While Australians are constantly being told to keep up with their vaccinations for the benefit of their health and that of those around them, residents in Sydney are being warned that they may have been administered expired or incorrectly stored vaccinations over the past nine years.
On Wednesday, Sydney Local Health District released a statement explaining that as many as 3,000 patients may have received the dodgy vaccines since 2010 at a general practice in the suburb of Burwood. The vaccines administered by two GPs included measles mumps and rubella (MMR), the seasonal flu formulations and a range of vaccines on the National Immunisation Program.
Patients vaccinated by Drs Darrel and Brinda Weinman at the 40 Lindsay Street practice in Burwood may need to be revaccinated as many vaccines given may not have been effective.
“While NSW Health does not have responsibility for GPs, we are assisting co-regulators the Medical Council of NSW and the NSW Health Care Complaints Commission in investigating and responding to these incidents,” Dr Leena Gupta, Clinical Director of Public Health in the district, said in a statement.
“We are writing to patients of that practice to ask them to get advice from a new GP on the need for revaccination.”
Around 3,000 patients have already been contacted but authorities warn that because of inconsistent record keeping at the practice, it’s been difficult to identify patients who have been vaccinated and to obtain contact details for other patients.
Any vaccine covered under the National Immunisation Program will be available for free for affected patients, but some health experts may charge a consultation fee. The statement also confirmed that Darrel Weinman passed away last year, while Brinda Weinman retired late last month. She has cooperated authorities in their investigation.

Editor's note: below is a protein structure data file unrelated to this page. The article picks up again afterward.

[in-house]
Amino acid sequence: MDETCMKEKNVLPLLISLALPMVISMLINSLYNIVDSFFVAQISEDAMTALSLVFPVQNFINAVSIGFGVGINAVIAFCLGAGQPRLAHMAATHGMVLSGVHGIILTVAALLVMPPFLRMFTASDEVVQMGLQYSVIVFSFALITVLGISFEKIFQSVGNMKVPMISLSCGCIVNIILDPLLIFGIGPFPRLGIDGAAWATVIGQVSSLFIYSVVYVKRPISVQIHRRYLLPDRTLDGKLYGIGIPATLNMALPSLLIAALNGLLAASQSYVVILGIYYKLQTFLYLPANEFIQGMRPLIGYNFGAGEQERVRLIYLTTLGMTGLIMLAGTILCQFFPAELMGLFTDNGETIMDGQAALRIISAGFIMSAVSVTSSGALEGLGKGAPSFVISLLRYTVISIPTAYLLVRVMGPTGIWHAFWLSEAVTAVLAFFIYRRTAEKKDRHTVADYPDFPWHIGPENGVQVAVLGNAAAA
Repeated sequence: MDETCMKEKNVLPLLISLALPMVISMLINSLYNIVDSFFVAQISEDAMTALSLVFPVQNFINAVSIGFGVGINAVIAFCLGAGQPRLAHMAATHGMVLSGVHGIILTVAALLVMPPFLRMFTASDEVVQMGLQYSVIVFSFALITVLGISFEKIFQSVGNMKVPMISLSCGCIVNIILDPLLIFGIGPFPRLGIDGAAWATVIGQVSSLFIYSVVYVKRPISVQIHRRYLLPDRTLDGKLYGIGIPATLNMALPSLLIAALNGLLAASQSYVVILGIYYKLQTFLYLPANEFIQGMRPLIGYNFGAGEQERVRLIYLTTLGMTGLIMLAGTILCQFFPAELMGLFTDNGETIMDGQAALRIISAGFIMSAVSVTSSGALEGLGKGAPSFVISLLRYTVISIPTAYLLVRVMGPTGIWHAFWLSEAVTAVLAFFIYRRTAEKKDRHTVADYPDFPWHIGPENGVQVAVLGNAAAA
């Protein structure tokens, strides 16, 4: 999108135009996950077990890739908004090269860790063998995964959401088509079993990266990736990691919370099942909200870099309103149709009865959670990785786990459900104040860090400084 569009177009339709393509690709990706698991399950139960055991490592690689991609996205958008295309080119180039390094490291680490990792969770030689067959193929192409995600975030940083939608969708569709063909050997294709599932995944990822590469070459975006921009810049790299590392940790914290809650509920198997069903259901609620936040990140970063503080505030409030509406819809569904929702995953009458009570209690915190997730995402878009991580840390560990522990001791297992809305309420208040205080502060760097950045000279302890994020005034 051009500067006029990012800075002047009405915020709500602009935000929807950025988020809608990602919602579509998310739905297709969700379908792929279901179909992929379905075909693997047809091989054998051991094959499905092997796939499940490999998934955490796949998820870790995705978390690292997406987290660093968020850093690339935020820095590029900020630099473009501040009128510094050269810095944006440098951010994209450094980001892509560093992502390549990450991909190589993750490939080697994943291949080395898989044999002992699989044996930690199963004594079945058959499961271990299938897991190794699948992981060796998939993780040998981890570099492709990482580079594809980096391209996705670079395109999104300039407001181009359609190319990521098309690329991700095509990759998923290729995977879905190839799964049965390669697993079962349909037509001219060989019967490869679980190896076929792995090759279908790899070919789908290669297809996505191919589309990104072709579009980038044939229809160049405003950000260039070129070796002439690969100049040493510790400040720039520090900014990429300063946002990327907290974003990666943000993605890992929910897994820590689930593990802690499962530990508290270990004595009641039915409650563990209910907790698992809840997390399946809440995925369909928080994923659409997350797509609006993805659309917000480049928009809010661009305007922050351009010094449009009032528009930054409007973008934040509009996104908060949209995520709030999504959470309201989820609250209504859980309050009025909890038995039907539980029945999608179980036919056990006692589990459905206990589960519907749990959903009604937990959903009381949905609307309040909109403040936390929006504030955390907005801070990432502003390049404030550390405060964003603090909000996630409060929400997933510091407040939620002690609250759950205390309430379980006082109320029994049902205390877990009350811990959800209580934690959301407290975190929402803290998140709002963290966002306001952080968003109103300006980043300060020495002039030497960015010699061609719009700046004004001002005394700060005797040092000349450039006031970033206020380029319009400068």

Patients who haven’t received a letter but believe they’re affected can contact 1800 959 939 or visit slhd.nsw.gov.au/publichealthnotices for more information.
Meanwhile, health professionals have spoken out about the mishaps to give affected patients more background in what it means if they’ve received an expired vaccination.
“It’s unfortunate that expired vaccines have been given and that vaccination records and vaccine storage in fridges appears to have been compromised in one General Practice,” Robert Booy, Head of clinical research at the National Centre for Immunisation & Surveillance, told Scimex. “The MMR vaccine can be safely repeated, or a blood test can be done to check for immunity. Flu vaccines can also be safely repeated.”
Professor Julie Leask from the Susan Wakil School of Nursing and Midwifery at the University of Sydney said that inappropriately stored vaccines can lose effectiveness.
“It is vital that vaccines are delivered to patients in a way that is safe and effective. The public puts enormous trust in vaccination,” she said. “Safe and effective vaccinations rely on GPs and other professionals to store and administer vaccines appropriately, including using the right refrigerator, checking of expiry dates and good record keeping, using the Australian Immunisation Register.”
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